--Charles Manson is the subject of an FBI memo, dated Oct 24, 1969, from the SAC(Special Agent in Charge)/Los Angeles to the office of the Director of the FBI, which states:

"It is reported that on or about 7/2/69 subject purchased a short barrel and a nine millimeter hand gun at Van Nuys, California."

This is the first I've heard Charlie buying two handguns.  At any rate, this implies that Charlie was being surveilled as early as July, 1969.


--Officers were already asking Dennis Wilson about the Bernard Crowe shooting in July or August of 1969, so by this time they probably knew all about Charlie's involvement in that attempted murder case:

www.mansonblog.com/2017/01/when-did-dennis-wilson-finally-sever.html
Cielodrive.com said...
"From the progress report... She[Stephanie Schram] stated that she had gone with Manson to the home of DENNIS WILSON at 14000 Sunset Boulevard, West Los Angeles(in August 1969). While at the Wilson residence, there was a conversation between Manson and Wilson regarding a man who died from a gunshot wound to the stomach. Dennis Wilson was interviewed by officers from an unknown police agency about this matter. During the conversation, Manson indicated that he had been the one that had killed the unknown person."

                                         Dennis Wilson


--Roman by Roman Polanski, 1985 book:

pg315
"Helter Skelter takes the LAPD to task for failing to follow-up a lead that might have exposed the Manson "family" earlier--a lead based on similarities between the deaths at Cielo Drive and that of Gary Hinman, a music teacher murdered ten days earlier, also by Manson's followers. Bob Helder was well aware of this however. He told me, very soon after we first met, of a possible lead involving a bunch of hippies living in the Chatsworth area under a commune leader, "a crazy guy who calls himself Jesus Christ." "

"Very soon" probably meant in the first week, so they already had Charlie in their sights for the Tate murder by then.  But they never followed up on this lead?  Of course they would have.

                                         Lt. Helder (right)


So the question becomes "Was someone ordering cops to 'go slow' in their investigation?  And why?"

By the evidence, it does looks like the investigation was being hindered.  As to the why, there may have have been several reasons:

--the covert operators couldn't make up their minds whether to pin the blame on the Panthers or the Hippies, until they went with the Hippies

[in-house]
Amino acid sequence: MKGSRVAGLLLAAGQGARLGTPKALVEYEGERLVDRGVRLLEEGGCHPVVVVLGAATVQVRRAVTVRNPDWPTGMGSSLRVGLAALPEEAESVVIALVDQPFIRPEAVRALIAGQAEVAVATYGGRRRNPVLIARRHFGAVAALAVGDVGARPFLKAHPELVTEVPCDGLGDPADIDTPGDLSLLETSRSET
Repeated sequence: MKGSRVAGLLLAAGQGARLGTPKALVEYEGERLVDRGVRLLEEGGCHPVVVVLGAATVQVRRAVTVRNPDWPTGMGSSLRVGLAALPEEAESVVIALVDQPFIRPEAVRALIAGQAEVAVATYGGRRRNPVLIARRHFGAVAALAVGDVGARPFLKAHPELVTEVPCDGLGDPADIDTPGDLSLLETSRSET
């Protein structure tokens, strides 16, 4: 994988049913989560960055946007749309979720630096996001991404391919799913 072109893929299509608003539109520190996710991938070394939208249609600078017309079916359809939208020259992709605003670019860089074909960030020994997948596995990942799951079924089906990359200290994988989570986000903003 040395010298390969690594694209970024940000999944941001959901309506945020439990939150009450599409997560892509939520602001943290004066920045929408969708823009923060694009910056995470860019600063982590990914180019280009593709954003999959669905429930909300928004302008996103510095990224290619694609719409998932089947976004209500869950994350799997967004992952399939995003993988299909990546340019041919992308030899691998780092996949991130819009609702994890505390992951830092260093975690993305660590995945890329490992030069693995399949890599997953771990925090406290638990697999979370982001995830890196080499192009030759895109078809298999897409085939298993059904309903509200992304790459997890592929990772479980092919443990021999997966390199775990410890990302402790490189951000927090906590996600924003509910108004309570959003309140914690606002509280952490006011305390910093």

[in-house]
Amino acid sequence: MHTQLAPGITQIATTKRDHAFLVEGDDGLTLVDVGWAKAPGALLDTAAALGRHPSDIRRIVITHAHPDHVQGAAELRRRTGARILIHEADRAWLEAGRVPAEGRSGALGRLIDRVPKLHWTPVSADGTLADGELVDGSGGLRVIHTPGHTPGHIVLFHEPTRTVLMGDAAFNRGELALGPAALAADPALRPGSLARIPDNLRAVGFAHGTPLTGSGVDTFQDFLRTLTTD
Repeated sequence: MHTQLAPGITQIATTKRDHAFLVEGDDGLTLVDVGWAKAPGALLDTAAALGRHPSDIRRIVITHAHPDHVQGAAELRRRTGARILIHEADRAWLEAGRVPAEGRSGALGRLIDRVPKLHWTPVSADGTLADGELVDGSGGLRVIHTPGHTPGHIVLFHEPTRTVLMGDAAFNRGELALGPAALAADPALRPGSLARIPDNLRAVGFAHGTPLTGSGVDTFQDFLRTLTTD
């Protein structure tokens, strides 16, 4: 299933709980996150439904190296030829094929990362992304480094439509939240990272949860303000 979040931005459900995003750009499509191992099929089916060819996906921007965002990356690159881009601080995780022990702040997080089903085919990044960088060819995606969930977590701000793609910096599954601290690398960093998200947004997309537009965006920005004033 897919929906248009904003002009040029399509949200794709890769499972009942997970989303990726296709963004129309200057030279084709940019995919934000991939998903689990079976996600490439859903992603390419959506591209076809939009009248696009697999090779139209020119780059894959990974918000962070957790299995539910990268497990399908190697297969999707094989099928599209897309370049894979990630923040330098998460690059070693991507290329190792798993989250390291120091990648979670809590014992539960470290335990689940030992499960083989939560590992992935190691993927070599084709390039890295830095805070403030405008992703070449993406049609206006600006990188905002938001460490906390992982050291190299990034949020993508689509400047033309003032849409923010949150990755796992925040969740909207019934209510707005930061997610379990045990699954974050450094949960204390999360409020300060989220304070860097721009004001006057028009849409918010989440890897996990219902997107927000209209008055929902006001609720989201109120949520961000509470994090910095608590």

--they wanted protracted trauma and drawn-out fear from the public to maximize the desired outcome of "hatin' on the hippies and lovin' on the Yorty/Reagan/Nixon law-and-order administration."   Elections were less than a year away.

Though of course these questions can never be settled conclusively.  And some say if you linger too long on these mysteries, you risk talking yourself into a circle of madness.

"Forget it, Jake.  It's Hollywood."





Special Thanks to DebS for her help compiling this thread!



Monday, April 22, 2019

Debra Tate radio interview 3-14-2019

Tate's actual interview begins at around 3:30







Monday, April 15, 2019

Raw Footage of the President Ford Assassination Attempt

Here's another raw footage video from KCRA TV in Sacramento, this one is much longer than the previous video.  It, too, is a hodgepodge of clips but over all it is quite interesting.  There is a portion where President Ford gives a speech and commentary after that is terribly dry but once you get past that it's all Red and Blue.

There is footage where Lynette is interviewed in the Sacramento jail.  She is behind thick glass and speaking with two reporters at once with a phone receiver held up to each ear.  If you've wondered where this rather cartoonish still picture came from, now you know.



There is a bit of discussion about The Book Of The Dead with footage scanning portions of it.  There is an unfinished embroidered vest that was taken into evidence as well as other various items.

The landlord of Lynette and Sandy's P St. apartment is interviewed.  And there are interviews about Harold Boro, the man who owned the gun that Lynette used in the attempt.


Enjoy!

Monday, April 8, 2019

Raw Footage of Manson

This is some raw footage from television station KCRA out of Sacramento.  It's a bit of a hodgepodge with audio in some of the clips and no audio in other spots.  It's not at all chronological and there is even a clip of Squeaky after she was arrested for her assassination attempt on President Ford along with a clip of Sandy and Susan Murphy exiting a police van at the time they were picked up for questioning in Sacramento.

Most of the clips do relate to Manson though.  There is some footage taken after one of Manson's parole hearings and the video ends with a short interview of Manson while in his jail cell on death row at San Quentin.

One of the most interesting parts to me was in the beginning where the yard at the Tate home was filmed.  I don't think I have ever seen film footage, just stills.



Monday, April 1, 2019

Happening Stuff

There is nothing earth shattering going on in Mansonland, just a couple of things that might be of interest.

Cielodrive has posted the transcript of Bobby Beausoliel's January 3, 2019 parole hearing.  I have not had the time to read much more than the first quarter of it, though I did see in a Google alert that Bobby talks about having a prison sanctioned meeting with Charlie while both were in San Quentin.